Newspaper article International New York Times

Church Calls for Forceful Global Action on Climate ; Catholic Leaders Issue Appeal Ahead of U.N. Conference Next Month

Newspaper article International New York Times

Church Calls for Forceful Global Action on Climate ; Catholic Leaders Issue Appeal Ahead of U.N. Conference Next Month

Article excerpt

The appeal, signed in Vatican City by church representatives from five continents, targeted a widely anticipated United Nations conference in Paris next month.

Roman Catholic cardinals, patriarchs and bishops from around the world on Monday appealed to climate-change negotiators to approve a "fair, legally binding and truly transformational climate agreement" when they meet at a widely anticipated United Nations conference in Paris next month.

Representatives of the church from five continents signed the appeal in Vatican City. They said it was inspired by Pope Francis' sweeping encyclical on the environment, "Laudato Si," issued in June, which forcefully calls for action to stem environmental destruction and climate change.

The prelates' appeal calls for a "major breakthrough in Paris" that puts "the common good ahead of national interests," and advances a 10-point policy proposal "drawing on the concrete experience of people across the continents, and linking climate change to social injustice and the social exclusion of the poorest and most vulnerable of our citizens," they wrote.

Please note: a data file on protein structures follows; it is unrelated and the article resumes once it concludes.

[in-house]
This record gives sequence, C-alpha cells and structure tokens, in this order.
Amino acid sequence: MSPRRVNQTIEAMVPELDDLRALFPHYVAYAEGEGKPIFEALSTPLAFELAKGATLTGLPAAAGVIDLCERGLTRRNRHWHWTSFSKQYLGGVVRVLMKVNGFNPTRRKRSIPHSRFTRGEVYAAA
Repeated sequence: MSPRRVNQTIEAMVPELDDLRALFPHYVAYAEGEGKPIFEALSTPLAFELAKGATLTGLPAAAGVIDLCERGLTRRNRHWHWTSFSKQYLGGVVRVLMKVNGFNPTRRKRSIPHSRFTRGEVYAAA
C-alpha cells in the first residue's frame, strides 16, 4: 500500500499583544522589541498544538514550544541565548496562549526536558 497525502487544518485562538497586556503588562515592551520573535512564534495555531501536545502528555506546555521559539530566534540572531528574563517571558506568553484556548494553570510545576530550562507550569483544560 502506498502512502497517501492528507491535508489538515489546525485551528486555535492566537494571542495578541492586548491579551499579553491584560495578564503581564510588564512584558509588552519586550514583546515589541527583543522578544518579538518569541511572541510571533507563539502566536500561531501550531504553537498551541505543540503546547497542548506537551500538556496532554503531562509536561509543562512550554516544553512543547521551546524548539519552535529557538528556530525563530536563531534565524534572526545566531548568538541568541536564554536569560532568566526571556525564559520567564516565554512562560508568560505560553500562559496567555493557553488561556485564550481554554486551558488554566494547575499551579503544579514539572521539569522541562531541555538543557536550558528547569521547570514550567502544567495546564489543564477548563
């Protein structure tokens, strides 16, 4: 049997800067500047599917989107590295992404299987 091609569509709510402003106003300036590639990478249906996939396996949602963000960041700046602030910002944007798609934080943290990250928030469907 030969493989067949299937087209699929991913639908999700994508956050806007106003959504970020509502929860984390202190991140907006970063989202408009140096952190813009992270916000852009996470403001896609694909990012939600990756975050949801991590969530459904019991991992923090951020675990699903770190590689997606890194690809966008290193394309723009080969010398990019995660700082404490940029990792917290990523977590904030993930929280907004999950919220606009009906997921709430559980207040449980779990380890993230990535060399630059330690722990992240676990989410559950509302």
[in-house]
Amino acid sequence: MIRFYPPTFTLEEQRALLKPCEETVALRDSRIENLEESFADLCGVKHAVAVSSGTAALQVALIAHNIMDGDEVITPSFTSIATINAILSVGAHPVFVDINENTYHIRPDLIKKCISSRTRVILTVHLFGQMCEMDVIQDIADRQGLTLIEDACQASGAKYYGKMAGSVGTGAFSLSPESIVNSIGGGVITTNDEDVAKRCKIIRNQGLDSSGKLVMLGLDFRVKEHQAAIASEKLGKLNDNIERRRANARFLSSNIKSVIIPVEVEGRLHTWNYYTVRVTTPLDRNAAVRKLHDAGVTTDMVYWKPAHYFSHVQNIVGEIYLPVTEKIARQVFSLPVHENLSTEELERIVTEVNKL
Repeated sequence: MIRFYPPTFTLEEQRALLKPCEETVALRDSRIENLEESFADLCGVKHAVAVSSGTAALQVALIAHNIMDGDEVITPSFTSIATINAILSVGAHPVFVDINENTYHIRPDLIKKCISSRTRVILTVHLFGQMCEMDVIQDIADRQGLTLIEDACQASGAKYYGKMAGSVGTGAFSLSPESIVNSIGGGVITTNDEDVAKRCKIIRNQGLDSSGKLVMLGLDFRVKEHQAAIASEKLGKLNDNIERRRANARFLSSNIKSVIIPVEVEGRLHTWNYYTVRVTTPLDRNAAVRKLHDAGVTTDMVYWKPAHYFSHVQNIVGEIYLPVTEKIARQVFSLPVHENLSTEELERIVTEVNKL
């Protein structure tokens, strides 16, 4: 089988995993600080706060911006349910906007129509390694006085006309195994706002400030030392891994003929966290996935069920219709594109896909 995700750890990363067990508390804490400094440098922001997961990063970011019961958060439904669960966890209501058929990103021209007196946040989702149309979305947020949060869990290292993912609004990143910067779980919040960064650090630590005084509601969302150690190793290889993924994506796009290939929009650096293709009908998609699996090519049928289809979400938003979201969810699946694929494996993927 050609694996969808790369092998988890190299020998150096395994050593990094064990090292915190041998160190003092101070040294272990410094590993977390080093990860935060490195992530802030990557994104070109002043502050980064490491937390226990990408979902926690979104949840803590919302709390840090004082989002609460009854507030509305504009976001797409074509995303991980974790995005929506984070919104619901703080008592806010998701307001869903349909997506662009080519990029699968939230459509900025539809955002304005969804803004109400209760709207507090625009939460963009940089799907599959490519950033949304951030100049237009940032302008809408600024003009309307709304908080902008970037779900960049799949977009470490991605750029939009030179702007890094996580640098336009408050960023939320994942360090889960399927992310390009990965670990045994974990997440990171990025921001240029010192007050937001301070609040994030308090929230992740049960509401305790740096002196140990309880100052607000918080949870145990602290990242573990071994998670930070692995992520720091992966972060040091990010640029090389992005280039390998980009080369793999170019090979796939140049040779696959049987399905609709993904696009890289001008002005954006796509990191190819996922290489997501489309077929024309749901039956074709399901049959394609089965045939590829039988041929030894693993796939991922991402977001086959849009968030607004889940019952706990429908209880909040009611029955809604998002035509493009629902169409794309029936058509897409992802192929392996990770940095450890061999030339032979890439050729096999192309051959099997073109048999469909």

The proposal includes putting "an end to the fossil fuel era," phasing out emissions by midcentury and providing "affordable, reliable and safe renewable energy access for all." It also calls for creating "new models of development and lifestyle that are climate compatible."

Governments must also set limits to global temperature increases, the appeal stated. Decisions made in Paris must be legally binding, the prelates said.

"It's not a wish or a recommendation but something that is going to tie the hands of governments, we hope," Cardinal Oswald Gracias, archbishop of Mumbai, India, said at a news conference Monday.

The church had a duty, he said, to bring "ethical considerations" to the forefront of the climate talks in Paris from Nov. …

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